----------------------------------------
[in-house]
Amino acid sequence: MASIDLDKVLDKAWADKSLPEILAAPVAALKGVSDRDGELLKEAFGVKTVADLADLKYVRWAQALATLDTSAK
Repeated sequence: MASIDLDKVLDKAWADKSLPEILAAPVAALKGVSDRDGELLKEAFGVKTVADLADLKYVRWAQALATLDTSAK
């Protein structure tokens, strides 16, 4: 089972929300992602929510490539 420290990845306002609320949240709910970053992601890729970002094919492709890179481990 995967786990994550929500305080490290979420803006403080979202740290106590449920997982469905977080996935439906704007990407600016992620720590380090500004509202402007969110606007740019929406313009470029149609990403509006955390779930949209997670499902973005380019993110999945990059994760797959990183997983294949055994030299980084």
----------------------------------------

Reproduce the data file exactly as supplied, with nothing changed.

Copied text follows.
[in-house]
Amino acid sequence: MASIDLDKVLDKAWADKSLPEILAAPVAALKGVSDRDGELLKEAFGVKTVADLADLKYVRWAQALATLDTSAK
Repeated sequence: MASIDLDKVLDKAWADKSLPEILAAPVAALKGVSDRDGELLKEAFGVKTVADLADLKYVRWAQALATLDTSAK
């Protein structure tokens, strides 16, 4: 089972929300992602929510490539 420290990845306002609320949240709910970053992601890729970002094919492709890179481990 995967786990994550929500305080490290979420803006403080979202740290106590449920997982469905977080996935439906704007990407600016992620720590380090500004509202402007969110606007740019929406313009470029149609990403509006955390779930949209997670499902973005380019993110999945990059994760797959990183997983294949055994030299980084």